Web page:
Insta360’s X4 captures 8K 360-degree video

There is a cult following 360 degree cameras. While the likes of GoPro and Ricoh continue to dominate the category, Insta360 simply dominates. To date, the X3 has been the best 360 camera around, with tons of features and shooting modes that are relatively easy to use. Insta360’s collection of selfie sticks, protectors, cases and peripherals has added more cool tricks like bullet time effects and fast zoom video effects. A few years later, we get the Insta360 X4 with upgrades that favor the basics. There are higher resolution camera sensors, a bigger battery and more versatility thanks to multiple resolution and frame rate options.

Insta360 X4Insta360 X4

Photo by Mat Smith/Engadget

The Insta360 X4 Not much different from the X3. It has the same candy bar form factor, with two giant wide-angle lenses on either side. It seems longer, but I had no problem squeezing it into my pocket during a week of testing.

The new camera has removable lens guards, which is a smart design improvement. Any damage or scratches to the lens will likely affect image quality, especially when exposed in … adventurous settings. Previously, the Insta360 offered sticky lens covers, but the new X4 lens has protectors that can snap the camera sensors on and off. And they are included in the box, which is nice.

Both the USB-C port and the battery compartment, which houses the microSD slot, are protected by sturdy covers with sliding locks. The Insta360 X4’s Type-C port now supports USB 3.0 speeds, which is essential when working with higher resolution videos and larger files.

Insta360 x4 sample photoInsta360 x4 sample photo

Photo by Mat Smith/Engadget

The button layout remains simple and familiar to anyone who has used Insta360 cameras before. There’s a circular ‘shoot’ button (voice and gesture capture options are also built in, but they’re a bit fiddly), a mode dial, a programmable Q button and a power button. The 2.5-inch touchscreen is also larger, and most settings are just a few swipes away. It feels like using a smartphone, which helps make it intuitive.

However, sheer versatility means there are plenty of menus to peruse. I never felt overwhelmed, but in my testing I could never get Bullet Time and Time Shift to work anywhere near as well as I’ve seen them on YouTube.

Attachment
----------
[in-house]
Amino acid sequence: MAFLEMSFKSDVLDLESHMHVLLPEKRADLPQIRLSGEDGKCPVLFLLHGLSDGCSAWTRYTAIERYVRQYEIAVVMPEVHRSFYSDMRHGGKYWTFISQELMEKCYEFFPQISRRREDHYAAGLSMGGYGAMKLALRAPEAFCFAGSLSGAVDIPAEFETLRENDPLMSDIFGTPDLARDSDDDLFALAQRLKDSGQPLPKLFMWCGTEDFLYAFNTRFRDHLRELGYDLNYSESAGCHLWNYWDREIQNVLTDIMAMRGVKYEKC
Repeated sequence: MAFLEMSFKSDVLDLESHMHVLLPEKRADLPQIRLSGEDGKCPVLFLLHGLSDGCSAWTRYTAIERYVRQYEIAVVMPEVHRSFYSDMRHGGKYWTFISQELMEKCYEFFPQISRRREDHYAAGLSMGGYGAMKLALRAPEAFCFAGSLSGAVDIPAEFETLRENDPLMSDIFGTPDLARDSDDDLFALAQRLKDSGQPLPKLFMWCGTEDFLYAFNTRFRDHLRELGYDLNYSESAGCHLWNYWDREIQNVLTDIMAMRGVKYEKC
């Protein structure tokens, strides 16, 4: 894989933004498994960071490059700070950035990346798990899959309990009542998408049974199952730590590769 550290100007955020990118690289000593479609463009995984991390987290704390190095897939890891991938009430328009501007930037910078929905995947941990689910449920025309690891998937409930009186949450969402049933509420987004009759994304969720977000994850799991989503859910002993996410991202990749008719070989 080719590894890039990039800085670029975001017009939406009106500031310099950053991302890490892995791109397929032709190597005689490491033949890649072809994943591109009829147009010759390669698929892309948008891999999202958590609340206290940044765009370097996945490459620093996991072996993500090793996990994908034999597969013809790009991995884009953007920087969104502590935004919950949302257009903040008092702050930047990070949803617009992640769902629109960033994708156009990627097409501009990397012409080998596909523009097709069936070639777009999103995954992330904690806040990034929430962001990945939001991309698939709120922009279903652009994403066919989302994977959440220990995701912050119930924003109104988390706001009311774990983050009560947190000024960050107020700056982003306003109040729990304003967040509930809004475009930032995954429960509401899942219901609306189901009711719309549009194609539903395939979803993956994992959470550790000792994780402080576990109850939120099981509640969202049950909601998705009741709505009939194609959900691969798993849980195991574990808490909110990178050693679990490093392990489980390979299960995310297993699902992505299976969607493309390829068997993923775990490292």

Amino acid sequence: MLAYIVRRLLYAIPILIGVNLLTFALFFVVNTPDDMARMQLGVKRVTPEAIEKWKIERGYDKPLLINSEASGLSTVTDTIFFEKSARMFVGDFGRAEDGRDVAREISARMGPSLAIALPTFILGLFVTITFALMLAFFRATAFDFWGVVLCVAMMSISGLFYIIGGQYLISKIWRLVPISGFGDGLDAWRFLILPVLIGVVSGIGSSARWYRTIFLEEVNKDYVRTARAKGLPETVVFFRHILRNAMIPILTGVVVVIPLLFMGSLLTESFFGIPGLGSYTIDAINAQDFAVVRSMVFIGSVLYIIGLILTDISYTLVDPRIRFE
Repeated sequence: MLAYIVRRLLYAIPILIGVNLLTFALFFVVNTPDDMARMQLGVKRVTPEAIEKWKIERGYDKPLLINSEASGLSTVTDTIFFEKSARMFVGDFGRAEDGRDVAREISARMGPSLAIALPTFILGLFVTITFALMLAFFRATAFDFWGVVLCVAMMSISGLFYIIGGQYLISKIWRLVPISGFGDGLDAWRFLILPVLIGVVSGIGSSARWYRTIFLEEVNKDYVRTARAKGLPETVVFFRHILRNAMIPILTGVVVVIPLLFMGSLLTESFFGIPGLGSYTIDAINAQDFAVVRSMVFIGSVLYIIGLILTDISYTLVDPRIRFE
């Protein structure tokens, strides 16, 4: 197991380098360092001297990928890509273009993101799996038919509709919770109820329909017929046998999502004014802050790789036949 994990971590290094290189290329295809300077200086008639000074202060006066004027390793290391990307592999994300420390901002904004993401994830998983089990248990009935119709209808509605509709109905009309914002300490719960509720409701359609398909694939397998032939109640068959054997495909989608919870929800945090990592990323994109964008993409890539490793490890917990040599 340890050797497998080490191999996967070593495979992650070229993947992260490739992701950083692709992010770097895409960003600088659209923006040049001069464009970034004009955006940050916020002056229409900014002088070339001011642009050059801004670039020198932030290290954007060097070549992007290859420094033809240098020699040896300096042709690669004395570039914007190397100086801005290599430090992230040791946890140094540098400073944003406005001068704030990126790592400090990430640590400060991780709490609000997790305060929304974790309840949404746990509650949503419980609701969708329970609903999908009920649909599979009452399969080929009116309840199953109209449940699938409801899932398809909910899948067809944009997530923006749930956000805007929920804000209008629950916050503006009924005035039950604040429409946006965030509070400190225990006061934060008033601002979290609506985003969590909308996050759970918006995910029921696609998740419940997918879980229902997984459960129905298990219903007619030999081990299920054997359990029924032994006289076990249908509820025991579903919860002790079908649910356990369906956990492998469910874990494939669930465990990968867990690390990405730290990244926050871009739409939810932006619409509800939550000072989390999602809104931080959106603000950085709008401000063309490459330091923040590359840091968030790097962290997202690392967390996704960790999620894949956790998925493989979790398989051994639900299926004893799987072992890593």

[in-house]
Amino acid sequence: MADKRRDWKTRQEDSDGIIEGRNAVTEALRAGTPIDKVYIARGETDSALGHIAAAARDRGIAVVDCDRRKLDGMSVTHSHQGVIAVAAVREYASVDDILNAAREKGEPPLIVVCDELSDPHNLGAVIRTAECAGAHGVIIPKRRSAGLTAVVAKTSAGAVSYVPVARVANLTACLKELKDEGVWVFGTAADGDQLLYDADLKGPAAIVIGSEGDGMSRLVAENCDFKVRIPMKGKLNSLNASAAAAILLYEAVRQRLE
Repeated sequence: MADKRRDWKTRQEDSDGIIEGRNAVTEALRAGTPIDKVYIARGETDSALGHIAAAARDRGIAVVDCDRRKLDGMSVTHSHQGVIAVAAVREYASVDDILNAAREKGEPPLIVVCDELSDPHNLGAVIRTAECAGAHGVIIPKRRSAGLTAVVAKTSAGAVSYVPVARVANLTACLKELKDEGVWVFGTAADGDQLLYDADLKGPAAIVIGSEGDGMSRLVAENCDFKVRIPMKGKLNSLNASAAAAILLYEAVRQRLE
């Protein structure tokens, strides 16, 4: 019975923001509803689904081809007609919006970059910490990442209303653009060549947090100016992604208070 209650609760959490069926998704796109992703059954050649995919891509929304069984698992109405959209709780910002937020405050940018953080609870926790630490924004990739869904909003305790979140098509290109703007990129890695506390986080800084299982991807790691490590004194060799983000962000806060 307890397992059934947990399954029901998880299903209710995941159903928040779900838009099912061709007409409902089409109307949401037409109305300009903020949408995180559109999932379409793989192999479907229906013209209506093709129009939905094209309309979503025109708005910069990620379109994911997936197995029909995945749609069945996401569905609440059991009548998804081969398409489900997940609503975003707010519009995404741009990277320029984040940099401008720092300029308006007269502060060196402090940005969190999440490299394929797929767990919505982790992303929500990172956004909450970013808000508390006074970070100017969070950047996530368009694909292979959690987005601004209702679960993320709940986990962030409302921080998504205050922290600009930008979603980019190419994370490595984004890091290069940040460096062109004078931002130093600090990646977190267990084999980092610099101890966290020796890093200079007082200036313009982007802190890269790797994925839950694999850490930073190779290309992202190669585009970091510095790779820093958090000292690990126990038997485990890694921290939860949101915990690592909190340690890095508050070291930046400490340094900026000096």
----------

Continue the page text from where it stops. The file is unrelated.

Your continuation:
Insta360 X4Insta360 X4

Photo by Mat Smith/Engadget

Newbies can power up the X4 right away and shoot video and stills without too much trouble. Of course, it’s all fun for those who know what they’re doing.

Technical improvements focus on video with the ability to record up to 5.7k frames at 8K 30fps or 60fps. Slow motion video has also been upscaled to 4K resolution. Insta360’s Me mode, which shoots traditional ‘straight’ video (complete with an ‘invisible’ selfie stick), has been upgraded to 4K 30fps. In short, it holds everything more than its predecessor. More pixels means more detail with 360-degree video (or any shooting mode). It also ensures that footage doesn’t look too low-quality when you crop it to create clips for social media. Plus, Insta360 claims that dropping down to 5.7K resolution for video recording will offer better low-light performance, which seemed to be true during my indoor and evening tests.

Insta360 has taken into account the increased processing demands of higher quality content. The X4 has a 2,290 mAh battery, which is 67 percent larger than the X3. According to the press release, it should be able to record up to 135 minutes of video.

While we’ll focus on the improvements, many of the Insta360’s best camera features are carryovers from the X3. The 360-degree horizon lock keeps all your shots level no matter how you hold the X4, and there’s still impressive image stabilization and waterproofing up to 33 feet. While the X3 solved many of the biggest problems with shooting 360-degree video, the X4 has increased the fidelity to the point where polished footage can be captured without much effort.

The X4 is now available to order directly from Insta360, priced at $499.99. This does It’s $100 more than its predecessor, but still less than the company’s $800 pro-level camera, the One RS 1-inch 360 Edition.

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